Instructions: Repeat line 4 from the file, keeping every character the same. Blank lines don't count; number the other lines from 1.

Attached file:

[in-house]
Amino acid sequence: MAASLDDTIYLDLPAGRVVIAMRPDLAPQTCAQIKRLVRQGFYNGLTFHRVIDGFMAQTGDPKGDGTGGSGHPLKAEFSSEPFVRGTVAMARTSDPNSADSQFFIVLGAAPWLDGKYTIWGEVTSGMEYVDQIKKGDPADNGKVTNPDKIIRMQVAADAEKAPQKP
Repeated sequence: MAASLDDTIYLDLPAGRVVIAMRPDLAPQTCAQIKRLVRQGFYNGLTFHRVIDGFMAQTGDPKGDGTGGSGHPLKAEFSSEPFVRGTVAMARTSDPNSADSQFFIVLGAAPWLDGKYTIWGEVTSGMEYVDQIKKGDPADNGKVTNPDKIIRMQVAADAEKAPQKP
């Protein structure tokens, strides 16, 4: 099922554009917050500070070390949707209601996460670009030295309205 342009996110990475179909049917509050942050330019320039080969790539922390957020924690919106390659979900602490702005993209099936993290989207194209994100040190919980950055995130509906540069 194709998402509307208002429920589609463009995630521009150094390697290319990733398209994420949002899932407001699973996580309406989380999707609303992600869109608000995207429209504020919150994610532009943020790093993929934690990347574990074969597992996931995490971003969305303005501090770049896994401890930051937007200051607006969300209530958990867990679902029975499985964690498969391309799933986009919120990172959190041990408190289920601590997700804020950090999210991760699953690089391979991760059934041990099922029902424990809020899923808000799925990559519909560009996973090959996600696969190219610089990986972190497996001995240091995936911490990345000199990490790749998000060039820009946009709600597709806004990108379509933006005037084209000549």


């Protein structure tokens, strides 16, 4: 099922554009917050500070070390949707209601996460670009030295309205 342009996110990475179909049917509050942050330019320039080969790539922390957020924690919106390659979900602490702005993209099936993290989207194209994100040190919980950055995130509906540069 194709998402509307208002429920589609463009995630521009150094390697290319990733398209994420949002899932407001699973996580309406989380999707609303992600869109608000995207429209504020919150994610532009943020790093993929934690990347574990074969597992996931995490971003969305303005501090770049896994401890930051937007200051607006969300209530958990867990679902029975499985964690498969391309799933986009919120990172959190041990408190289920601590997700804020950090999210991760699953690089391979991760059934041990099922029902424990809020899923808000799925990559519909560009996973090959996600696969190219610089990986972190497996001995240091995936911490990345000199990490790749998000060039820009946009709600597709806004990108379509933006005037084209000549």